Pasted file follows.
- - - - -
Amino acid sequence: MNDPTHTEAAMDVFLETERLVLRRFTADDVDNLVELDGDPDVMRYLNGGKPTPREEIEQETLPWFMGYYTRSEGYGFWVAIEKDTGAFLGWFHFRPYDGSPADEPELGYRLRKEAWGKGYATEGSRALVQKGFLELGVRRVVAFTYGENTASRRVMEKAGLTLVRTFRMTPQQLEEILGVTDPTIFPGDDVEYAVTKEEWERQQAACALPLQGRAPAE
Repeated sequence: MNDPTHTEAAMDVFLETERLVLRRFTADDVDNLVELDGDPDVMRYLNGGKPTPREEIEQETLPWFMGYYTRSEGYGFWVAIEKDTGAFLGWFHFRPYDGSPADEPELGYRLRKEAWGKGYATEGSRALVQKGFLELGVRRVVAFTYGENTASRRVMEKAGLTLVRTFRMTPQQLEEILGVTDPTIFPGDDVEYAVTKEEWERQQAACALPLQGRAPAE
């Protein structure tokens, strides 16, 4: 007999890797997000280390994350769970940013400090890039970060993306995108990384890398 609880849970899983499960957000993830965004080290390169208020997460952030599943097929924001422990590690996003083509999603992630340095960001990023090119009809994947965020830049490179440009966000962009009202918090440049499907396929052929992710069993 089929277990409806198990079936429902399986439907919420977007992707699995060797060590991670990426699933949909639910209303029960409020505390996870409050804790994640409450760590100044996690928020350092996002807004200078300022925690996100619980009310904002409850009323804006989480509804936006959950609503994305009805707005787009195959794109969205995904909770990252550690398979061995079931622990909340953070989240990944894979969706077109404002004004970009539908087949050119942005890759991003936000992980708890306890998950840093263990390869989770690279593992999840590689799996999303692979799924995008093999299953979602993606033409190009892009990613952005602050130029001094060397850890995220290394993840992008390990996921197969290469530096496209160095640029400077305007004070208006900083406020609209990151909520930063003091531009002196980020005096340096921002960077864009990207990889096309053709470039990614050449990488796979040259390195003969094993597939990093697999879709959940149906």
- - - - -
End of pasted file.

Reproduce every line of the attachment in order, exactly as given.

Amino acid sequence: MNDPTHTEAAMDVFLETERLVLRRFTADDVDNLVELDGDPDVMRYLNGGKPTPREEIEQETLPWFMGYYTRSEGYGFWVAIEKDTGAFLGWFHFRPYDGSPADEPELGYRLRKEAWGKGYATEGSRALVQKGFLELGVRRVVAFTYGENTASRRVMEKAGLTLVRTFRMTPQQLEEILGVTDPTIFPGDDVEYAVTKEEWERQQAACALPLQGRAPAE
Repeated sequence: MNDPTHTEAAMDVFLETERLVLRRFTADDVDNLVELDGDPDVMRYLNGGKPTPREEIEQETLPWFMGYYTRSEGYGFWVAIEKDTGAFLGWFHFRPYDGSPADEPELGYRLRKEAWGKGYATEGSRALVQKGFLELGVRRVVAFTYGENTASRRVMEKAGLTLVRTFRMTPQQLEEILGVTDPTIFPGDDVEYAVTKEEWERQQAACALPLQGRAPAE
């Protein structure tokens, strides 16, 4: 007999890797997000280390994350769970940013400090890039970060993306995108990384890398 609880849970899983499960957000993830965004080290390169208020997460952030599943097929924001422990590690996003083509999603992630340095960001990023090119009809994947965020830049490179440009966000962009009202918090440049499907396929052929992710069993 089929277990409806198990079936429902399986439907919420977007992707699995060797060590991670990426699933949909639910209303029960409020505390996870409050804790994640409450760590100044996690928020350092996002807004200078300022925690996100619980009310904002409850009323804006989480509804936006959950609503994305009805707005787009195959794109969205995904909770990252550690398979061995079931622990909340953070989240990944894979969706077109404002004004970009539908087949050119942005890759991003936000992980708890306890998950840093263990390869989770690279593992999840590689799996999303692979799924995008093999299953979602993606033409190009892009990613952005602050130029001094060397850890995220290394993840992008390990996921197969290469530096496209160095640029400077305007004070208006900083406020609209990151909520930063003091531009002196980020005096340096921002960077864009990207990889096309053709470039990614050449990488796979040259390195003969094993597939990093697999879709959940149906």